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Skip to content Skip to search. Fraser, Flora. Published London : John Murray, Language English View all editions Prev Next edition 7 of 8. Author Fraser, Flora. Queens -- Great Britain -- Biography.
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Great Britain -- Kings and rulers. Great Britain -- History -- Notes Originally published: London: Macmillan, Formerly CIP. Includes bibliographical references and index. A flurry of imposing addresses from emperors, kings and other sovereign princes of Europe duly greeted Princess Caroline's birth. Indeed, he came from a long line of warriors. In the course of this war, which devastated Europe from to , the Hereditary Prince was attached to the staff of his paternal uncle, Duke Ferdinand of Brunswick-Oels, who was given the British command abroad.
After the war's close in he rejoined the Prussian service and modelled himself on his distinguished uncle, like him clothing his slim and elegant figure on all possible occasions in the Prussian uniform and boots.
Duke Ferdinand was also something of a military hero, as the victor of Minden in William Pitt the Elder had Ferdinand in mind when he wrote in of 'the most sincere, but unimportant homage, which my heart pays to the virtues and genius of the Hereditary Prince. Admiration, and devoted attachment, to the two great Princes, uncle and nephew, are terms synonymous with zeal for the common cause of Europe, of which they are the glorious instrument.
Charles's mother, Duchess Charlotte, was a tiny woman whose ethereal looks belied a steely ambition on behalf of her children. She encouraged her eldest son in his reverence for her brother Frederick. Like him a dedicated child of the Enlightenment, she had arranged for Charles a prodigious course of instruction in the humanities under tutors who included the Abbe Jerusalem, before sending him on a Grand Tour of Europe with the archaeologist Winckelmann as bearleader. The Hereditary Prince more than met her expectations.
He was equally happy at his uncle's palace at Potsdam, near Berlin, drilling with Frederick at the camp, listening to him play the flute or discourse on European literature.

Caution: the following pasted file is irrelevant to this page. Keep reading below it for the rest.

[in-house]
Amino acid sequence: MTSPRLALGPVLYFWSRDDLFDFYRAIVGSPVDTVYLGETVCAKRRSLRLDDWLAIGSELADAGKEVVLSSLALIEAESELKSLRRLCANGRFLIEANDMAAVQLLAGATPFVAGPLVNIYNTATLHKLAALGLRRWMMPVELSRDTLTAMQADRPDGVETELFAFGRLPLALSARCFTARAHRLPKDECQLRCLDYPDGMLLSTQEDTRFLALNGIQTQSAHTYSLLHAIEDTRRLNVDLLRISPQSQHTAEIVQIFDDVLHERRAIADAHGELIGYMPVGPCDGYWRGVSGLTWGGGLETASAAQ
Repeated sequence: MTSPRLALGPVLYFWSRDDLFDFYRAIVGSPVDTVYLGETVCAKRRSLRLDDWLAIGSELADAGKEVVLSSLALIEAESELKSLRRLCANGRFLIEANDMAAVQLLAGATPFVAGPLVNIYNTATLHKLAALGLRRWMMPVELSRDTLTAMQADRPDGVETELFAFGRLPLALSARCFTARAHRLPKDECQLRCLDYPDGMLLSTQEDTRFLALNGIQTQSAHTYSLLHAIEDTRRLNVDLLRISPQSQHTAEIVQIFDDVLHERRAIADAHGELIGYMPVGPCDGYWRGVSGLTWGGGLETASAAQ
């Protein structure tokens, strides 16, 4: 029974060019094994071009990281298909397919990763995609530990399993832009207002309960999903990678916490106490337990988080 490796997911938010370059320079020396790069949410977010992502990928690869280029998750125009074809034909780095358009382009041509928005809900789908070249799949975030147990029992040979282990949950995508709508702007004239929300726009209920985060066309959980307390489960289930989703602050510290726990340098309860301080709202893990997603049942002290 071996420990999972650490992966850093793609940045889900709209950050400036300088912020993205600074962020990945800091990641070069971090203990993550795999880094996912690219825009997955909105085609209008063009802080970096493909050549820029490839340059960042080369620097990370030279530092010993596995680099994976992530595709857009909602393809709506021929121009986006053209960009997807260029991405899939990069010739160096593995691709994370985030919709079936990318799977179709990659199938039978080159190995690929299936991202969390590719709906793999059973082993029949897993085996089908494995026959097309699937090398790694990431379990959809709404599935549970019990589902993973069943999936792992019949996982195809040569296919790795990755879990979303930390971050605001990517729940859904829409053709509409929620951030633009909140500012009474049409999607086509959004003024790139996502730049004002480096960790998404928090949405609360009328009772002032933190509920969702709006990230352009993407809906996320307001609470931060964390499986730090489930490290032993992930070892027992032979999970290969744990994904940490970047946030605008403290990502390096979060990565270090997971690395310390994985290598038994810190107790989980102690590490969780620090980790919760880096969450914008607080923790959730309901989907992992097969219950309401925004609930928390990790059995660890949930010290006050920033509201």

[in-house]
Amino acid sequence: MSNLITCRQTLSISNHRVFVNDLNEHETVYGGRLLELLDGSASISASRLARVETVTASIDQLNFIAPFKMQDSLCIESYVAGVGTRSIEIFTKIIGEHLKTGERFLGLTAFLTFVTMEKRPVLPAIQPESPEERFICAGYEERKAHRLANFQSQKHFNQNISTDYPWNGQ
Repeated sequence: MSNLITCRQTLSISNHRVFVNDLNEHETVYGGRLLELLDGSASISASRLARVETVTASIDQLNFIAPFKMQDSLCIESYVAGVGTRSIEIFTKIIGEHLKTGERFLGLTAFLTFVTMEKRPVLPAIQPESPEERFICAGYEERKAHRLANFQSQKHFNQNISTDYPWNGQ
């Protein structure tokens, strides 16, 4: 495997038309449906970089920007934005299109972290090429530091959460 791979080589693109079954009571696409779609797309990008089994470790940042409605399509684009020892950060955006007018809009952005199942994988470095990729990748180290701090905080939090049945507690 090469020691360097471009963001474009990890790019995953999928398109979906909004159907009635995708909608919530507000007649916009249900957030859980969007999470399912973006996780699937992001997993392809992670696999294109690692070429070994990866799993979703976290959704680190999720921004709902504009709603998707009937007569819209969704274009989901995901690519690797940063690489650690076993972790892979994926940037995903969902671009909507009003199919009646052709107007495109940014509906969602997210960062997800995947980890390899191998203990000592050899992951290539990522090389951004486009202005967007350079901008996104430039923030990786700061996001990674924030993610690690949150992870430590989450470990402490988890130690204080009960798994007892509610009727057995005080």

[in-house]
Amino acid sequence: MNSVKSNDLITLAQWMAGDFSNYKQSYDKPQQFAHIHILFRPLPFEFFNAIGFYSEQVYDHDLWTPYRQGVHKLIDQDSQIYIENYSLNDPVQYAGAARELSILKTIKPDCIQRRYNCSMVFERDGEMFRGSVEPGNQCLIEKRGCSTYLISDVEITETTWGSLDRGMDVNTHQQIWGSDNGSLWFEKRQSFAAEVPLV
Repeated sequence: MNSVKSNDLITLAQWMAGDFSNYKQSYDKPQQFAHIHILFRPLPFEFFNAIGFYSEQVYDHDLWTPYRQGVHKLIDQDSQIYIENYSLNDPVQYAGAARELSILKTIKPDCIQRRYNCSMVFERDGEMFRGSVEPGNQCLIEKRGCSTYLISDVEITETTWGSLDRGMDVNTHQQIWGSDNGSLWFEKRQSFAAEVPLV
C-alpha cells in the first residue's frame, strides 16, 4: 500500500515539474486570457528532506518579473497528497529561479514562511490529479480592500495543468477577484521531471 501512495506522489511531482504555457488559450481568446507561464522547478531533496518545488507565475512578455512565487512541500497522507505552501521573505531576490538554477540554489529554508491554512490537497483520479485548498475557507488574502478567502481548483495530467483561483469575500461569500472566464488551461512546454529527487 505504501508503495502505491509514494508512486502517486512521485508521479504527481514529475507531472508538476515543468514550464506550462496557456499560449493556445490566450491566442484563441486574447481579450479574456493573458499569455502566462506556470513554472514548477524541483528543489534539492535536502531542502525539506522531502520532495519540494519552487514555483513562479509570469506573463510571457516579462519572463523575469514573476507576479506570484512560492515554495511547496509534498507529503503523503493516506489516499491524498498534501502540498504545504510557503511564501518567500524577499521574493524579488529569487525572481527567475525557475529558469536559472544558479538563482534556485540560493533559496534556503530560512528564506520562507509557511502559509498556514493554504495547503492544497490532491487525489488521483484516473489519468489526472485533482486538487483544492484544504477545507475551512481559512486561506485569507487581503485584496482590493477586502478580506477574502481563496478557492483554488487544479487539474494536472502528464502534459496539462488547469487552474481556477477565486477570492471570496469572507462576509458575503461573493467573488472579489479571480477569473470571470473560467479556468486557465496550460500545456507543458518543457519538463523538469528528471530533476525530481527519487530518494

At home in Brunswick life was more fractious. His father the Duke had nearly bankrupted the country through incompetence and prodigality. In the year of Princess Caroline's birth, the Hereditary Prince was forced to negotiate on behalf of his unpopular father with the Provincial Diet, or parliament. Despite being wholly German by blood, she was a foolish English patriot in her hostility to all things east of the Rhine.
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On her marriage in she wrote to her brother the King, giving her first impressions of Germany and recounting 'the odd figures and manners of these people, as for instance the brother in law of Barg [Berg? The Duke and Duchess, the Duke's brother Ferdinand, the Hereditary Prince and Princess and their different households all lodged at the Grauer Hof, a sprawling stone palace with wooden wings added piecemeal around a central courtyard.
Tree-lined allees at the back led past pavilions and flower gardens down to the River Oker, which ringed the city of Brunswick. Across the Bohlweg, the main street at the front, lay the houses of the wool and silk merchants and the cathedral of St Blasius, which Caroline's Guelph ancestor, Henry the Lion, had founded to mark his pilgrimage to Jerusalem.
Here also stood a military academy, the Collegium Carolinum, which attracted students from all parts of Germany, and from England too. The Hotel d'Angleterre hosted a weekly club where professors, nobility and burghers met under the presidency of Duke Ferdinand to discuss matters philosophical, literary, intellectual--and Masonic.
Brunswick was the centre of German Freemasonry, and Ferdinand a grand master of the Order. West and south of this prosperous quarter, confined within the loop of the river, lay a hinterland of medieval timbered houses and dark narrow streets, inhabited by more than 20, shopkeepers and others. The townspeople and Court mingled at the Fair, a traditionally merry event which twice a year drew merchants from all over northern Germany to buy and sell wares and where the Court stocked up on provisions, coffee and chocolate.
But the Court's straitened finances, as well as distinction of birth, prevented further intercourse with the general public.
At the Grauer Hof, the ducal households dined in each other's apartments by rote, with an array of foreign visitors, ladies and gentlemen and officials of the Court. In Duchess Charlotte's apartments the greatest state was kept, and the better food and wine. Formal conversation in a circle was the rule before and after dinner, which was held around four in the afternoon. At her own table, her daughter-in-law observed the German habit, ladies ranged on one side facing the gentlemen on the other.